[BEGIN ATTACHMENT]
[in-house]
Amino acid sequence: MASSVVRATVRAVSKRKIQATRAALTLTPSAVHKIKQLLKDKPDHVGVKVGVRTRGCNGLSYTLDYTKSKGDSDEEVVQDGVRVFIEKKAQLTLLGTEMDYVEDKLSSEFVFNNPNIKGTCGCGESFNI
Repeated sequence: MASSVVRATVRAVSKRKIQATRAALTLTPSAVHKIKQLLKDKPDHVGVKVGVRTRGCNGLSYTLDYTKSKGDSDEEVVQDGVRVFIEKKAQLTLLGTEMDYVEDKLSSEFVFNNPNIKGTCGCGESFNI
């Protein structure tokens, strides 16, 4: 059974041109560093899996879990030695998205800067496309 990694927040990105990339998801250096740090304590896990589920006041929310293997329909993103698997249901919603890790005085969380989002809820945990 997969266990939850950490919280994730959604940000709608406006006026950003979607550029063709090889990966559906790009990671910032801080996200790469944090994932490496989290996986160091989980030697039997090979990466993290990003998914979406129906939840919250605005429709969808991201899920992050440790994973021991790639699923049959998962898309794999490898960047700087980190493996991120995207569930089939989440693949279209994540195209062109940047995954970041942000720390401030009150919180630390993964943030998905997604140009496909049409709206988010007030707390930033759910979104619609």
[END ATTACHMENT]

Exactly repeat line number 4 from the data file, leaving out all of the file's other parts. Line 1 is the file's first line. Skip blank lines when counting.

């Protein structure tokens, strides 16, 4: 059974041109560093899996879990030695998205800067496309 990694927040990105990339998801250096740090304590896990589920006041929310293997329909993103698997249901919603890790005085969380989002809820945990 997969266990939850950490919280994730959604940000709608406006006026950003979607550029063709090889990966559906790009990671910032801080996200790469944090994932490496989290996986160091989980030697039997090979990466993290990003998914979406129906939840919250605005429709969808991201899920992050440790994973021991790639699923049959998962898309794999490898960047700087980190493996991120995207569930089939989440693949279209994540195209062109940047995954970041942000720390401030009150919180630390993964943030998905997604140009496909049409709206988010007030707390930033759910979104619609």